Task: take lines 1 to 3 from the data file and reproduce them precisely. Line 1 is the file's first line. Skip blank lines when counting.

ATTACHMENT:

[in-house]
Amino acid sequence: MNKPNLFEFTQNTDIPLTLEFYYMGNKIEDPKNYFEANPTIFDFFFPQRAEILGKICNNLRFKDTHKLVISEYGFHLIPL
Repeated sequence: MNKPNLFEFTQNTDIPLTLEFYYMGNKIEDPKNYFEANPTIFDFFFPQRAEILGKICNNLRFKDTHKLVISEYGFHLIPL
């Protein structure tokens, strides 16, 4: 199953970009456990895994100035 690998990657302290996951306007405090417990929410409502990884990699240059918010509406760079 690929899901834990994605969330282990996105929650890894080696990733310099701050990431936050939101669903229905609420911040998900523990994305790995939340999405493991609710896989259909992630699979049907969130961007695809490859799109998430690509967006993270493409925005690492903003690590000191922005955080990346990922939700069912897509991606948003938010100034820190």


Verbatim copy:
[in-house]
Amino acid sequence: MNKPNLFEFTQNTDIPLTLEFYYMGNKIEDPKNYFEANPTIFDFFFPQRAEILGKICNNLRFKDTHKLVISEYGFHLIPL
Repeated sequence: MNKPNLFEFTQNTDIPLTLEFYYMGNKIEDPKNYFEANPTIFDFFFPQRAEILGKICNNLRFKDTHKLVISEYGFHLIPL